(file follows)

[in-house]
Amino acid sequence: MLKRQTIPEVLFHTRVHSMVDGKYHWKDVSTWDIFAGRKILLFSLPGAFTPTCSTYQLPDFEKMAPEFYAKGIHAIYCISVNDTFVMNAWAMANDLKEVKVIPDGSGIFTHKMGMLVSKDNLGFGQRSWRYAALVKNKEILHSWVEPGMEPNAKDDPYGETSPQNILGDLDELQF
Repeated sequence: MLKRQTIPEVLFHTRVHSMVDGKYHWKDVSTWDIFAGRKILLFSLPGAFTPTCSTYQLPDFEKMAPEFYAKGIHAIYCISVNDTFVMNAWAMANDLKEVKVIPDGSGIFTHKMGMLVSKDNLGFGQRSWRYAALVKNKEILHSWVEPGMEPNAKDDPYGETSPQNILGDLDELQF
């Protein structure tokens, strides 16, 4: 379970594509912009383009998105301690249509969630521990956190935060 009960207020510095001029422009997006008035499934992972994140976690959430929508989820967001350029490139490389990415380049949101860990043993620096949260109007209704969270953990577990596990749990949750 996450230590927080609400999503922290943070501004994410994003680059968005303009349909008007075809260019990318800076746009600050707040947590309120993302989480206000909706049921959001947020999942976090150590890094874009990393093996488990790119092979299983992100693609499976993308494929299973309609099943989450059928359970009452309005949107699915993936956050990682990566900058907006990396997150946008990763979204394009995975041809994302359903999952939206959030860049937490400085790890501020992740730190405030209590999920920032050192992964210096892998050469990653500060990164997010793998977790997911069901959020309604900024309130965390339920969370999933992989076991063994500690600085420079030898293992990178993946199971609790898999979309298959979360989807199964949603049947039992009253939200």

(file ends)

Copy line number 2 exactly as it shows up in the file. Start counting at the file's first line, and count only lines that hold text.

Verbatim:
Amino acid sequence: MLKRQTIPEVLFHTRVHSMVDGKYHWKDVSTWDIFAGRKILLFSLPGAFTPTCSTYQLPDFEKMAPEFYAKGIHAIYCISVNDTFVMNAWAMANDLKEVKVIPDGSGIFTHKMGMLVSKDNLGFGQRSWRYAALVKNKEILHSWVEPGMEPNAKDDPYGETSPQNILGDLDELQF